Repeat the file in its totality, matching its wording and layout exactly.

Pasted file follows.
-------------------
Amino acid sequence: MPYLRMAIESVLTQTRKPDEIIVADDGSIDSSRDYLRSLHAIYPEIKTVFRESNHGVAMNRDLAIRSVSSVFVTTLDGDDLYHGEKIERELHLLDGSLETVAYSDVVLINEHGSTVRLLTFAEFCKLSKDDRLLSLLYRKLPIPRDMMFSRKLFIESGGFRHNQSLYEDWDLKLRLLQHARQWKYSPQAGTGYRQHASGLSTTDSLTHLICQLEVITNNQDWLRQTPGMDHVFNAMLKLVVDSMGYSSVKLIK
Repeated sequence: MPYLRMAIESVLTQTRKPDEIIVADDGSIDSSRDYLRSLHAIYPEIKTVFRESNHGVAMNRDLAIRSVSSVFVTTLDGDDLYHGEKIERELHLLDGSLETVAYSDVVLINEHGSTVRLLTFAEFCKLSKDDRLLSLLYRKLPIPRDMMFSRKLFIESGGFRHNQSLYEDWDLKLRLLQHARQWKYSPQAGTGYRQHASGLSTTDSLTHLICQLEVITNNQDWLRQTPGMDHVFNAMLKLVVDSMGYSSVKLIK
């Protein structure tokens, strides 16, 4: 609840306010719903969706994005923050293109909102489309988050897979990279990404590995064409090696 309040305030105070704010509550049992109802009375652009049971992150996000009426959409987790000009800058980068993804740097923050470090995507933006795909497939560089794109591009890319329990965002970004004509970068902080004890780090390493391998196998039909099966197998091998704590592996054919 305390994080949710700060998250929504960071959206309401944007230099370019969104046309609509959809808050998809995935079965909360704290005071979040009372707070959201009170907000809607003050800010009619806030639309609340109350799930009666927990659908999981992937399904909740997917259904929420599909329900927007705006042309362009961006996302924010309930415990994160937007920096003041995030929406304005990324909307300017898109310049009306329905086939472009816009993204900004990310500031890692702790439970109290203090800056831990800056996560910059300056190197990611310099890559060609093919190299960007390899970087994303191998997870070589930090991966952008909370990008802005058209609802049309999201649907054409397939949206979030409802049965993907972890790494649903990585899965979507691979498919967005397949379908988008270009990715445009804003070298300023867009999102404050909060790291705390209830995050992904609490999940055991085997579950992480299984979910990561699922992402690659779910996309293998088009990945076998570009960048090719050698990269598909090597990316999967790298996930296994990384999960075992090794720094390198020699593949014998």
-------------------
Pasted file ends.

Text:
Amino acid sequence: MPYLRMAIESVLTQTRKPDEIIVADDGSIDSSRDYLRSLHAIYPEIKTVFRESNHGVAMNRDLAIRSVSSVFVTTLDGDDLYHGEKIERELHLLDGSLETVAYSDVVLINEHGSTVRLLTFAEFCKLSKDDRLLSLLYRKLPIPRDMMFSRKLFIESGGFRHNQSLYEDWDLKLRLLQHARQWKYSPQAGTGYRQHASGLSTTDSLTHLICQLEVITNNQDWLRQTPGMDHVFNAMLKLVVDSMGYSSVKLIK
Repeated sequence: MPYLRMAIESVLTQTRKPDEIIVADDGSIDSSRDYLRSLHAIYPEIKTVFRESNHGVAMNRDLAIRSVSSVFVTTLDGDDLYHGEKIERELHLLDGSLETVAYSDVVLINEHGSTVRLLTFAEFCKLSKDDRLLSLLYRKLPIPRDMMFSRKLFIESGGFRHNQSLYEDWDLKLRLLQHARQWKYSPQAGTGYRQHASGLSTTDSLTHLICQLEVITNNQDWLRQTPGMDHVFNAMLKLVVDSMGYSSVKLIK
């Protein structure tokens, strides 16, 4: 609840306010719903969706994005923050293109909102489309988050897979990279990404590995064409090696 309040305030105070704010509550049992109802009375652009049971992150996000009426959409987790000009800058980068993804740097923050470090995507933006795909497939560089794109591009890319329990965002970004004509970068902080004890780090390493391998196998039909099966197998091998704590592996054919 305390994080949710700060998250929504960071959206309401944007230099370019969104046309609509959809808050998809995935079965909360704290005071979040009372707070959201009170907000809607003050800010009619806030639309609340109350799930009666927990659908999981992937399904909740997917259904929420599909329900927007705006042309362009961006996302924010309930415990994160937007920096003041995030929406304005990324909307300017898109310049009306329905086939472009816009993204900004990310500031890692702790439970109290203090800056831990800056996560910059300056190197990611310099890559060609093919190299960007390899970087994303191998997870070589930090991966952008909370990008802005058209609802049309999201649907054409397939949206979030409802049965993907972890790494649903990585899965979507691979498919967005397949379908988008270009990715445009804003070298300023867009999102404050909060790291705390209830995050992904609490999940055991085997579950992480299984979910990561699922992402690659779910996309293998088009990945076998570009960048090719050698990269598909090597990316999967790298996930296994990384999960075992090794720094390198020699593949014998």